Raising kids is no picnic. Luckily, my three survived my blundering attempts at parenting. My role model was Rosanne Barr’s character, Rosanne Conner. They all turned out with a delightful sense of humor. My daughter always wanted a step-parent. We gave her the answer that we gave her for everything. “We’ll see.” One day she came home from school extremely excited. “We had a step-teacher today!” she exclaimed. Problem solved. She never talked about step-parents again.
My daughter is the oldest. She is four and a half years older than her brother. She is twelve years older than her little brother. If you do the math the brothers are seven years apart. When I found out I was pregnant with my youngest, we sat them down to tell them. My older son had just learned how babies were made several months earlier when we learned a friend was pregnant. As we told him of the upcoming birth of the baby, he looked at both of us with disgust asked stated accusingly, “YOU DIDN’T?!?” My daughter who was in middle school at the time, forbid me from coming to the school. She didn’t want her classmates knowing what we did.
My youngest was never a child, he was a cross between a teenager and an adult. His first toy was a hammer. Not a fisher price hammer but an actual hammer. He could pound nails as a two year old. This is what I believe made him the hard worker he is today. He also loved making money. He would go to work with me as a four and five year old. I worked at a Garden Center that was owned by my parents. He was a bookmaker. I know what you are thinking but not like that. He would draw pictures, staple them together and sell them to whoever he could convince to buy them. As he got older he had more money making schemes. I came home from work one day to find a sign on my garage that said ‘TOP SOIL FOR SALE’. What? We don’t have topsoil for sale. Then I saw the shovel in the yard and a big hole. I guess we do. Soon he starting melting crayons down and putting them in ice cube trays. When he took them out they would be multi-color crayons. He actually was selling them at school and was taking orders from the kids. In middle school he started buying large quantities of gum and selling them to his friends.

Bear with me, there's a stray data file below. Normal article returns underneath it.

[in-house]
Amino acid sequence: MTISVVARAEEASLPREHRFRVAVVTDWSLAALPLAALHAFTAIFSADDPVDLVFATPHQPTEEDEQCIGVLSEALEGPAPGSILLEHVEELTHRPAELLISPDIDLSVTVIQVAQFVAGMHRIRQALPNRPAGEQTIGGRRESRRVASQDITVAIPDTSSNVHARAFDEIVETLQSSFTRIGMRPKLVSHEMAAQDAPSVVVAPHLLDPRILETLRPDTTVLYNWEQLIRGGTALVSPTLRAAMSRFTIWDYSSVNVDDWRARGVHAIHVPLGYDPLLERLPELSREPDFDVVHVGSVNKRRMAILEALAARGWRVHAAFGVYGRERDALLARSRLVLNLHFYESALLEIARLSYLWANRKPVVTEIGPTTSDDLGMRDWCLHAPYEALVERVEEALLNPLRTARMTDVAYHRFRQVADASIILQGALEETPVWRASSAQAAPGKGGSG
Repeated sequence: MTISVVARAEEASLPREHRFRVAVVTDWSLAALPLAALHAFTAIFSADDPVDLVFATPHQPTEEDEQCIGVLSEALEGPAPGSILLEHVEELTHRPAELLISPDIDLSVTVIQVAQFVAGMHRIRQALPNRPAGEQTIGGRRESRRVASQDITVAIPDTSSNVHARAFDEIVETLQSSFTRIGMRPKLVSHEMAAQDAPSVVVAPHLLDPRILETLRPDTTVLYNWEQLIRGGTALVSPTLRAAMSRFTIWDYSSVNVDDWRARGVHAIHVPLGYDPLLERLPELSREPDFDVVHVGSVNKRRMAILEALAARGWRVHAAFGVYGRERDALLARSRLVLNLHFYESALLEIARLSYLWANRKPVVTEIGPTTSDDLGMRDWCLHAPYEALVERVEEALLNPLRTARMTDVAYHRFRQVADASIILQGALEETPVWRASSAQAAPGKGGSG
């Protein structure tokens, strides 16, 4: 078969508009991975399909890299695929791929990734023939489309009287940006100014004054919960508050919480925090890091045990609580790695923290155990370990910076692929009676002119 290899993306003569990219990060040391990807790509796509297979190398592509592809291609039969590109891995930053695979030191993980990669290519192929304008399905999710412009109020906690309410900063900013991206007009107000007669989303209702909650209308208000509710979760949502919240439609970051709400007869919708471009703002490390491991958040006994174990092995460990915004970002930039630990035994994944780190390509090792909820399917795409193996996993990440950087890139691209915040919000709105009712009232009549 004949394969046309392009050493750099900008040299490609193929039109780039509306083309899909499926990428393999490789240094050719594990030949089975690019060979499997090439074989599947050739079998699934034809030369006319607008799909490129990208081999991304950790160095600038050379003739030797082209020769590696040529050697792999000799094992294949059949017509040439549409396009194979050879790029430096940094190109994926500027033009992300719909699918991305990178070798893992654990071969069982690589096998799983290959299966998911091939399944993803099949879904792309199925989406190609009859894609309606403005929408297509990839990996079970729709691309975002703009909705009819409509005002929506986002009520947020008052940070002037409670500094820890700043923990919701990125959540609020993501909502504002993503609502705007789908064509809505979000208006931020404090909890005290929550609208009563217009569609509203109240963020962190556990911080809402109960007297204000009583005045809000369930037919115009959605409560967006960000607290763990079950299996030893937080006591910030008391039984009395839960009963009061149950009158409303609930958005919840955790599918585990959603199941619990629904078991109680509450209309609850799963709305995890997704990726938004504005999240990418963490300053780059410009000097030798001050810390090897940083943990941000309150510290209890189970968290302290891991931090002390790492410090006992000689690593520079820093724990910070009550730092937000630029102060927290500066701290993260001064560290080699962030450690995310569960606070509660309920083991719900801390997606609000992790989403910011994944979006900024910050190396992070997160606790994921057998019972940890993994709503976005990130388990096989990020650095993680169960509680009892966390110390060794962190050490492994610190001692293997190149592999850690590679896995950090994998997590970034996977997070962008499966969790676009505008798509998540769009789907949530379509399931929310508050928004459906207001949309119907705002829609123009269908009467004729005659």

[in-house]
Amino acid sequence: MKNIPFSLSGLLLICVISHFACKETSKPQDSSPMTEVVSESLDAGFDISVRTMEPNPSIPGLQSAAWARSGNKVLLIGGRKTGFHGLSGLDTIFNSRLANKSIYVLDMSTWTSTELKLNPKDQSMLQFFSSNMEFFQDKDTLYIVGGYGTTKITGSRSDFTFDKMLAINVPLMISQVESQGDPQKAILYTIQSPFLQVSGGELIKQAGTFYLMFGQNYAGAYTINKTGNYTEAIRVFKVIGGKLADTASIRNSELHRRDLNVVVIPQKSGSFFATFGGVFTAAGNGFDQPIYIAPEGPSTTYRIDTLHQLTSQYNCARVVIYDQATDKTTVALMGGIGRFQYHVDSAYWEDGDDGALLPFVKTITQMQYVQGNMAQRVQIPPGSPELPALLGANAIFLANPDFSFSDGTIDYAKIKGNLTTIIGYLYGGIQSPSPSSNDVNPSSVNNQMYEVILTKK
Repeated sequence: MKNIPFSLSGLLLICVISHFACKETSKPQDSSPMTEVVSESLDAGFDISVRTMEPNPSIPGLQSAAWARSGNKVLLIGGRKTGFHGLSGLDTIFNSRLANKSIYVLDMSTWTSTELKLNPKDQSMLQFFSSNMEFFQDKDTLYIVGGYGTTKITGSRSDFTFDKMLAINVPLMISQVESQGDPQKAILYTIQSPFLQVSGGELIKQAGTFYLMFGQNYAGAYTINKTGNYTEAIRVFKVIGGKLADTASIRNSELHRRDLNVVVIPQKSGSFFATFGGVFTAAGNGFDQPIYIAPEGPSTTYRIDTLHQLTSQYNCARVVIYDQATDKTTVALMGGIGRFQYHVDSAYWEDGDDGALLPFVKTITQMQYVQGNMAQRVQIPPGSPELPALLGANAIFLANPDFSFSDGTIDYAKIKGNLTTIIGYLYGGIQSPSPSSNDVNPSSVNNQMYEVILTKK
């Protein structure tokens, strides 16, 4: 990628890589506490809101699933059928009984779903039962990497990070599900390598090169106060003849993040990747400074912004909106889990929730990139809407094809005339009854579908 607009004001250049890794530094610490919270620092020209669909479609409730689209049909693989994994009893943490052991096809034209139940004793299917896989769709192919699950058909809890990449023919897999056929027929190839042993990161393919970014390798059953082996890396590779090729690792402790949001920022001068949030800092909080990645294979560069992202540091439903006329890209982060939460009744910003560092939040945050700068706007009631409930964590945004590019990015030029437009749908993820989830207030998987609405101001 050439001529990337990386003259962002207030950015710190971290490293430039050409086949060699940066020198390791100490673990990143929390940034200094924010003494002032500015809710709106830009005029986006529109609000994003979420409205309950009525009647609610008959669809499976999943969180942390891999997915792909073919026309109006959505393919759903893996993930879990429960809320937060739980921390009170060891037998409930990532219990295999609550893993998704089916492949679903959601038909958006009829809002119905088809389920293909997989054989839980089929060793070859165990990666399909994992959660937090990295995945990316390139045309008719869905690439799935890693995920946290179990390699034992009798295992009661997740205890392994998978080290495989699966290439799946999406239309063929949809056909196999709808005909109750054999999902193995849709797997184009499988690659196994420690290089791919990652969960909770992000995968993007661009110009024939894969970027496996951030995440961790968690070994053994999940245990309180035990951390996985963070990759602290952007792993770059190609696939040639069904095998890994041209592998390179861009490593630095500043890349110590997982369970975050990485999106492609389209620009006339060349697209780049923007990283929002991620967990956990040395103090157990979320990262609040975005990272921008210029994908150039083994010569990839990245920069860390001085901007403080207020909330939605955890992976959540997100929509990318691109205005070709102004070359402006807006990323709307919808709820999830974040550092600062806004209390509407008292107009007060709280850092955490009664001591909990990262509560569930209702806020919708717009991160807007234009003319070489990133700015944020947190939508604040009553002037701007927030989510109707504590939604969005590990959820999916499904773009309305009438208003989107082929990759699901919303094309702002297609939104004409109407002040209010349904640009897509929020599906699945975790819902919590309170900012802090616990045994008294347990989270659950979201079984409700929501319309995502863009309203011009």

My older son was always a hyper little guy. We decided to put him sports to maybe direct his energy in a more positive way. He was a very gifted from t-ball all the way through college soccer. There was a time that we worried about him. My friend went with me to the doctor’s office. My daughter had an appointment. She sat out in the lobby with my oldest son (who at the time was my youngest son). She said she looked over at him and he was chewing gum. She asked him where he got it. He pointed under a table and said, “This is my first time.”
What do we do when our children grow up and leave us? Stayed tuned.